For the last three Thursdays I've been seeing the National Theatre's big summer shows in the reverse order to which they opened; so after last week's dreary Danton's Death it's back to the Olivier for a different kind of tragedy, and this year's only premiere of a new play in the £10 season. Moira Buffini retells the Antigone myth, but with a couple of twists to the tale, primarily that of moving Athens and Thebes to modern-day Africa. Taking her cue from the horrific violence and recurrence of rape in Greek mythology, Buffini sees a parallel in those African countries that have endured decades of rule by warlords, with particular reference to Liberia, where these violent men were replaced by a largely female government, bringing hope that the testosterone-fuelled bloodshed was in the past (although they didn't prove immune to scandal themselves.) Accordingly, she also replaces Antigone's traditional nemesis, Creon, killing him off before the play starts and having his widow Eurydice¹ as the democratically elected President of Thebes. And while she does order that Antigone's brother remain unburied, with most of the consequences from the original myth, this story ends up being not the be-all and end-all of the play, but a catalyst for the real tension.
The play promotes Eurydice from bit-part player to lead role, and Nikki Amuka-Bird confidently holds things together, even if her character can't. Giving an added dimension to the parts of the story taken from mythology is her dealing with David Harewood's Theseus, the First Citizen of Athens, a great power and capable of helping the ravaged country out if a deal can be struck. In a strong cast, also notable are Vinette Robinson as Antigone, Chuk Iwuji as a charismatic leader of the opposition whose past as a warlord is barely concealed beneath the surface, and Jacqueline Defferary as an Athenian diplomat initially in the background but with a subtle story arc of her own. The whole thing has an epic sweep and shows that Buffini has been able to separate Ancient Greek mythology from Ancient Greek theatre, not telling the story in anything like the enclosed, very discreet way that we're used to seeing it - like the situation, the storytelling is messy, but for the most part successfully so. There's some in-jokes about the likes of Phaedra and Oedipus (including the most accurate usage of the word "motherfucker" you're likely to see) but I was torn about the extent to which the Phaedra story actually crept in to the action - I agree that you need to see Theseus caught up in the web of fate he's been an outside observer of for most of the play, but I'm not sure how well someone unfamiliar with the myth would have followed that strand. Overall though it's a hugely ambitious piece of work that, aside from being a bit over-long, succeeds in what it sets out to do and is helped by strong performances and Richard Eyre, returning to the National to direct a confident production.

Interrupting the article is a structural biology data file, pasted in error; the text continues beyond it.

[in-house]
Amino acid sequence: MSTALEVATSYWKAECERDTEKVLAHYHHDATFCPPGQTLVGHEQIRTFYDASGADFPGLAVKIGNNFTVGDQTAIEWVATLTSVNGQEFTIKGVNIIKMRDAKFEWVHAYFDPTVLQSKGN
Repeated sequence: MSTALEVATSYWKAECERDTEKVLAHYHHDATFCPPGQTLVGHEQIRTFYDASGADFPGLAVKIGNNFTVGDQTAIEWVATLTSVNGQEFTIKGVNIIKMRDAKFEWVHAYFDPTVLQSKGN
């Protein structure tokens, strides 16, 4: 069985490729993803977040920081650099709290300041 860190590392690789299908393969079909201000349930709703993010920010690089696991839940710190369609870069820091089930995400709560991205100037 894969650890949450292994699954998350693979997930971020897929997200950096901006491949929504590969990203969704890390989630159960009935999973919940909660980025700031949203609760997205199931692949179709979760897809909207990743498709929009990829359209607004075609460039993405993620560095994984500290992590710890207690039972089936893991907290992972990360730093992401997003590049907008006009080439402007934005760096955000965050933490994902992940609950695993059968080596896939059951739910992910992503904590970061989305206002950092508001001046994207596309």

Welcome to Thebes by Moira Buffini is in repertory until the 12th of September at the National Theatre's Olivier.
¹not the same Eurydice from the Orpheus story